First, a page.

Tom Alston tried to hit big-league pitching while hearing voices, battling chronic fatigue, and carrying the weight of being a racial pioneer in a Jim Crow city.
Alston, the first African-American player for the St. Louis Cardinals, spent most of his life in torment and poverty. He never escaped the grip of mental illness that ended his baseball career.
Besides the pressure to make it in the majors and to be “a credit to his race,” Alston faced the added burden of being the most expensive black player ever. The Cardinals paid the Pacific Coast League’s San Diego Padres more than $100,000, plus four players, for his contract.
His debut in 1954 came seven years after Jackie Robinson’s. That year, for the first time, a majority of the 16 major league teams had black players, although those players made up less than 6 percent of the rosters. They were no longer an experiment, but not yet commonplace.
The Cardinals were latecomers to integration. Front-office executive Bing Devine said the owner from 1947 to 1953, Fred Saigh, refused to sign black players. There was a widespread belief that St. Louis was, in many ways, a Southern city. In the mid-1950s many of its stores and restaurants refused to serve black customers. The Cardinals, with baseball’s largest radio network blanketing the Midwest and South, had cultivated white Southern fans. Their ballpark was the last in the majors to abolish segregated seating.
When Anheuser-Busch bought the franchise in 1953, August A. Busch Jr. noticed the absence of black faces and ordered his baseball staff to find some. Busch was no civil rights crusader; he was an equal opportunity capitalist who wanted to sell his beer to everyone regardless of race, creed, or color. The Cardinals hired Negro League veteran Quincy Trouppe as a scout and signed more than a dozen African-Americans in the first year of the Busch regime. The talent search eventually led to Alston.
Thomas Edison Alston was born in Greensboro, North Carolina, on January 31, 1926, one of five sons and two daughters of Shube and Anna Alston. His mother, a maid, brought home newspapers from the houses she cleaned, and young Tom became an avid reader of the sports pages. He had a paper route delivering a black newspaper that taught him about Josh Gibson, Satchel Paige, and other stars of the Negro Leagues.
Growing up in the black community of Goshen, he first played with a broomstick bat and a tennis ball. The segregated Dudley High School had no baseball team. After high school Alston joined the Navy in 1944, where he played on his first organized teams. He returned home to attend North Carolina Agricultural and Technical College in Greensboro, and began playing for a black traveling team known as the Goshen (later Greensboro) Red Wings.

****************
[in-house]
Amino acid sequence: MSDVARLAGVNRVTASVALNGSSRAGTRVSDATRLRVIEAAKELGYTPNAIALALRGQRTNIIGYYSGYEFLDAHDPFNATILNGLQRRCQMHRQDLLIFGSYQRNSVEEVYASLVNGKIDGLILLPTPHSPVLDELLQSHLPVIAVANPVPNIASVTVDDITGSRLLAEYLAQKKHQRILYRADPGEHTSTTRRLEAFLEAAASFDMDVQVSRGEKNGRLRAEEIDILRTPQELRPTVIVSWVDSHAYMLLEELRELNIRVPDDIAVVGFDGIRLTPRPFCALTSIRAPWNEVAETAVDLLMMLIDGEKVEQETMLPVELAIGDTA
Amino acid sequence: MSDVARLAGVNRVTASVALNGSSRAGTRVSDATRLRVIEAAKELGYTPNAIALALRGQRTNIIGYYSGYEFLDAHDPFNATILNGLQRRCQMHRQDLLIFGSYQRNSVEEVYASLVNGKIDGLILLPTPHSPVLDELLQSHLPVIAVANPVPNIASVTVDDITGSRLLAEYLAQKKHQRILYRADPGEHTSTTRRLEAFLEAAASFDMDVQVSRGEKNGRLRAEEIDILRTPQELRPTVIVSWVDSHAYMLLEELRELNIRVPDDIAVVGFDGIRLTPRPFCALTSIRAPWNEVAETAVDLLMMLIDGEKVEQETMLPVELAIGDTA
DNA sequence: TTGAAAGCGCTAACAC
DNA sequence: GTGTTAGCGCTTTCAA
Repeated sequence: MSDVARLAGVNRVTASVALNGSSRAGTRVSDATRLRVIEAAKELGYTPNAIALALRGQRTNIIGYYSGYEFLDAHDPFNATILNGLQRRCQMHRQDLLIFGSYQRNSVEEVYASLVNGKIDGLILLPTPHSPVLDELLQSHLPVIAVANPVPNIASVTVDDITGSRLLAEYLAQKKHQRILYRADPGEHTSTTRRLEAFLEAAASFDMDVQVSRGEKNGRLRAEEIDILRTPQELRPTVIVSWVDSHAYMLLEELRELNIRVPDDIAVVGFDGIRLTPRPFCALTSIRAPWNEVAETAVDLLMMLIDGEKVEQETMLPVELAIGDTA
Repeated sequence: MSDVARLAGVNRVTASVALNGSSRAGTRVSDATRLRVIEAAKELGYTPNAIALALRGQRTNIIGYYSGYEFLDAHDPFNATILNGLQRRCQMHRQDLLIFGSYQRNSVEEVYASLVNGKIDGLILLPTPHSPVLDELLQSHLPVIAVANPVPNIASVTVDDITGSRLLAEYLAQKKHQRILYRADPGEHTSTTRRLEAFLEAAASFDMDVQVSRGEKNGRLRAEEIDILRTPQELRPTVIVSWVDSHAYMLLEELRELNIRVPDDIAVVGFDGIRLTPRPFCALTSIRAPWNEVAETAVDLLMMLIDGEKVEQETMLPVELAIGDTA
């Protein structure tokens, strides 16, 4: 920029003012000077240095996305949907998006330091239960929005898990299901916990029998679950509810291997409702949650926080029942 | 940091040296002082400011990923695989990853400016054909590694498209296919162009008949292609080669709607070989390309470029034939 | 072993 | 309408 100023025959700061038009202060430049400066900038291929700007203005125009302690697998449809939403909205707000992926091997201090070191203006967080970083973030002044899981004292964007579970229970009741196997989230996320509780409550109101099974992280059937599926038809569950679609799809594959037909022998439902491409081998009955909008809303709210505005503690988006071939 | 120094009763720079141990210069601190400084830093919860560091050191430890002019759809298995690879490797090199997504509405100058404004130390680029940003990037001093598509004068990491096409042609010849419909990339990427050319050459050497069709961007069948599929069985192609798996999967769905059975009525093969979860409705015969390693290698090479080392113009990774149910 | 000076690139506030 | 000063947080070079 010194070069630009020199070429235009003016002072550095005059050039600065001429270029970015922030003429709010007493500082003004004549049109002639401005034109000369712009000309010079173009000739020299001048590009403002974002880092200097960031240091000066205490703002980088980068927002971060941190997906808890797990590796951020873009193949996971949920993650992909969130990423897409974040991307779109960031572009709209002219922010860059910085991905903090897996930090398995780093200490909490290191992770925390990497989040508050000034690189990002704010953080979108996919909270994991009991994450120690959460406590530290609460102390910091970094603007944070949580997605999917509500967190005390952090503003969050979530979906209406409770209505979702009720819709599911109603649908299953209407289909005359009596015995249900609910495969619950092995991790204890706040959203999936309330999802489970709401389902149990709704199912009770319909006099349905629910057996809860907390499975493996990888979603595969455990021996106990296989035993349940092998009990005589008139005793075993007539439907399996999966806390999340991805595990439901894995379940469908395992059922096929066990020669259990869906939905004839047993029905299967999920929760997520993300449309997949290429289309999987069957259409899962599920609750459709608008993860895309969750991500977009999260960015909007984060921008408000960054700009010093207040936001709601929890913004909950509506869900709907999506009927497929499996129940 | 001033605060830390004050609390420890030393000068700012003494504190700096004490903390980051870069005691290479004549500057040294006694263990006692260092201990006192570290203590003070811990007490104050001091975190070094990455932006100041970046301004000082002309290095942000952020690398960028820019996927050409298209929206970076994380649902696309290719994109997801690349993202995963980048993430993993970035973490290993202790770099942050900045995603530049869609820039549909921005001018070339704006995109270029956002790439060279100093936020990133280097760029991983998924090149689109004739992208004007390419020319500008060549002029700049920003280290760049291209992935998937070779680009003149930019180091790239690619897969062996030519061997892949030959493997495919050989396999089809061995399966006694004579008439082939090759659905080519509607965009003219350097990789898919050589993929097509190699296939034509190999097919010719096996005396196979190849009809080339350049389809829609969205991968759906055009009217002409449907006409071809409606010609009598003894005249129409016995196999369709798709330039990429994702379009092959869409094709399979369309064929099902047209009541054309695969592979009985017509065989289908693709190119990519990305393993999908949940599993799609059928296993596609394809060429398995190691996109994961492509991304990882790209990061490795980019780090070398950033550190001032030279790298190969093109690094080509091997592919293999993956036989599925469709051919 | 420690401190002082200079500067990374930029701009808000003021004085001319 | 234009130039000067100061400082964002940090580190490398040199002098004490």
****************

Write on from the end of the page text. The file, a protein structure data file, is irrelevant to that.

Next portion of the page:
Alston joined another barnstorming team, the Jacksonville, Florida, Eagles, managed by former Negro Leagues pitching star Chet Brewer. In 1951 Alston received his Bachelor of Science degree and went with Brewer and several other Eagles to play in Indian Head, Saskatchewan. The Indian Head Rockets dominated western Canada’s baseball leagues and won several Canadian tournaments.
Brewer took Alston with him to organized professional baseball in 1952, with the Porterville, California, club in the Class C Southwestern International League. Alston hit .353 and slammed 12 home runs in 54 games, but the franchise and the league were limping toward collapse. San Diego bought his contract for $100.
In his Pacific Coast League debut in June, Alston chased a foul ball and fell headfirst into the dugout, knocking himself cold. At 6-foot-5 and around 200 pounds, he appeared to be all arms and legs and huge feet, but he showed outstanding speed and a slick glove at first base. Hitting was another matter; PCL pitchers held the gangling left-handed batter to a .244 average.
The next spring Alston became the personal project of Lefty O’Doul, the Padres manager and a celebrated hitting guru. “I really believe Tom has a chance of hitting 50 homers this year,” O’Doul gushed. “He has improved so much I can hardly believe it.” O’Doul said Alston was already a big league-quality fielder and the fastest man on the team.1 The Padres thought they had a valuable prospect, but their phenom was 27 years old. No, you’re not, the club told him. You’re 22. At that age he would be more attractive to major league buyers.
O’Doul looked like a prophet early in the 1953 season. Alston hit 13 home runs in his first 50 games and was batting close to .300. The San Diego Union’s Jack Murphy hailed him as a $200,000 prospect, while describing him in stereotypical terms as “a happy-hearted Negro with the build of a basketball goon and a getalong borrowed from Stepin Fetchit.”2
Veteran pitchers soon learned that they could get Alston out with high fastballs, and he didn’t hit left-handers at all. After a midsummer slump, Alston made adjustments and began to hit again, though without his early power. He managed only 10 more homers in the final two-thirds of the season. He finished at .297/.353/.446 with 101 RBIs in 180 games.
Alston was exhausted at the end of the long PCL season, but he joined a teammate in winter ball in Mexico. Called back to San Diego in January 1954, he learned that the Cardinals had bought his contract. “I can’t believe it,” he said. “Me on the same team with Stan Musial?”3
Many followers of the Coast League couldn’t believe the six-figure price tag. In only his second professional season, Alston had had a good, but not great, year; scaling his 180-game totals back to a 154-game major league schedule puts him at 20 homers and 87 RBIs. The consensus was that St. Louis had been fleeced.